Last month, with the high-profile coverage of the fugitive ex-police officer in California, we were reminded how law enforcement officers risk their lives daily to stop dangerous criminals like the man who had gone on a killing spree.
The ongoing hunt for Christopher Dorner, the fugitive in California, was a leading national news story. After killing four people, wounding several others and evading law enforcement for days, he was ultimately located by California conservation officers. Dorner drove past two conservation officers who recognized him, prompting a pursuit by six of the conservation officers. He opened fire, shooting five times into a fish and wildlife truck. Fortunately, he missed the officers. One officer was able to fire back with his rifle and hit Dorner’s truck several times.
In the end, Dorner holed up in a mountain cabin, where local law enforcement was able to approach in an armored vehicle. He was eventually found dead, presumably at his own hands.
This tragic case offers examples of the brave decisions and, unfortunately, the sacrifices officers make. But what you may not be aware of is the role conservation officers, including those who work for the Florida Fish and Wildlife Conservation Commission (FWC), often play in situations like this one and others.
About three years ago, FWC Officer Vann Streety was shot several times in the hand, arm and back of his bullet-resistant vest when he stopped a suspect while patrolling alone in a wooded area in Brevard County. Fortunately, Streety survived his injuries, and his experience is used as a teaching tool for new officers.
When a suspect fled a traffic stop in Polk County in 2006, he immediately took off for the woods. After he fatally shot a local K-9 officer, he was tracked down and ultimately killed by a team made up of several law enforcement agencies, including the FWC.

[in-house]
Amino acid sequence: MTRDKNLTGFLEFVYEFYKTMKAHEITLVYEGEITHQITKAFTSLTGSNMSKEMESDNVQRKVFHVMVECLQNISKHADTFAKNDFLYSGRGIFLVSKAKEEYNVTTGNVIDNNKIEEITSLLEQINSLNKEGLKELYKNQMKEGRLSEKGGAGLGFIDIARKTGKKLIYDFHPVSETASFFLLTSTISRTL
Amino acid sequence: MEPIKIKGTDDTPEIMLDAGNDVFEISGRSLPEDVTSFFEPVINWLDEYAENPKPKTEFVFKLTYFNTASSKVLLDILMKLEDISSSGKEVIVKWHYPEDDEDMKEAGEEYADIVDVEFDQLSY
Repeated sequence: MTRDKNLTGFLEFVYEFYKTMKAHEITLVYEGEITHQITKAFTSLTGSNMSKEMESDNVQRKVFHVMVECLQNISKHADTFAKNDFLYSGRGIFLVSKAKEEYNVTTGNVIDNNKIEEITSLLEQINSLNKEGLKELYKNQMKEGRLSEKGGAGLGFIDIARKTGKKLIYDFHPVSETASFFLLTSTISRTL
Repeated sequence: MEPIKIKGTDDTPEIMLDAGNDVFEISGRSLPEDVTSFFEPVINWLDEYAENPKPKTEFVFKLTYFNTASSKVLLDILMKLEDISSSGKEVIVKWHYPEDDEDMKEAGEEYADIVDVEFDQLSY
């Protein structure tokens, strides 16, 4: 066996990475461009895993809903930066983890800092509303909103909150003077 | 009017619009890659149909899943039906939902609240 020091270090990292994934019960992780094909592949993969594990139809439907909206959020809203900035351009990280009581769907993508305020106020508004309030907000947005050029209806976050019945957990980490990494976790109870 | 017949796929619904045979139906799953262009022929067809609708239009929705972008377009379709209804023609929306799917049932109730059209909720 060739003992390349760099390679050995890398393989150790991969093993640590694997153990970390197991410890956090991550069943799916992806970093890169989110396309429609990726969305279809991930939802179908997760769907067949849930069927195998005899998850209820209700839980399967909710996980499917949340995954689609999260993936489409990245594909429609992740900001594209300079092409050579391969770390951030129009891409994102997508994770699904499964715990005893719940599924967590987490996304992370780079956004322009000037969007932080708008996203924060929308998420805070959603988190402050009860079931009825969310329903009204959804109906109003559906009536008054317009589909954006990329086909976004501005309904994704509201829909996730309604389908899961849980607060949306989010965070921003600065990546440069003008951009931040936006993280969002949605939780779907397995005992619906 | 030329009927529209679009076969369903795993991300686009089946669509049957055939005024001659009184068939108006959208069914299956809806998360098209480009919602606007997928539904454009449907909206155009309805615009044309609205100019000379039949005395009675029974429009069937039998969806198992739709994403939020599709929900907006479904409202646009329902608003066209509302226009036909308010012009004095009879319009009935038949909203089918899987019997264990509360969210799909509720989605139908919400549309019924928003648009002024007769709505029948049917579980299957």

In 2011, yet another suspect fled to the woods, this time in Holmes County, prompting another multiagency effort in which FWC officers were involved and, tragically, a corrections officer was killed.
An event in 2010 made national news when an Arkansas conservation officer intentionally rammed his state truck into the vehicle of two suspects who had already killed two local officers and wounded two others. The ensuing gun battle between the conservation officer and the suspects claimed the suspects’ lives.
It may come as a surprise that conservation officers were involved in these dangerous situations but it isn’t rare. That’s why they receive expert training. FWC officers must attend a traditional, six-month law enforcement academy followed by a specialized academy focusing on fish, wildlife, boating and outdoors skills and knowledge. Additionally, they must meet and maintain rigorous physical fitness requirements throughout the training period.
Once on the job, they work shifts – long days and nights, weekends and holidays – mostly in the woods and on the waters of the state.
They are often put in high-risk situations. There are even high risks associated just with operating specialized equipment like off-road vehicles and boats at night and during inclement weather.
FWC officers face dangerous situations sometimes more frequently than other law enforcement officers. A recent FBI study revealed that conservation officers were nine times more likely to be assaulted with a dangerous weapon than traditional law enforcement officers.
When a police department or sheriff’s office receives a report of a suspect with a gun, multiple officers are typically dispatched, and at times even a SWAT team will respond. Every hunter that a conservation officer checks, however, has some type of weapon, and many fishermen do as well. The officers are encountering these people alone, often miles from the nearest town and hours from backup.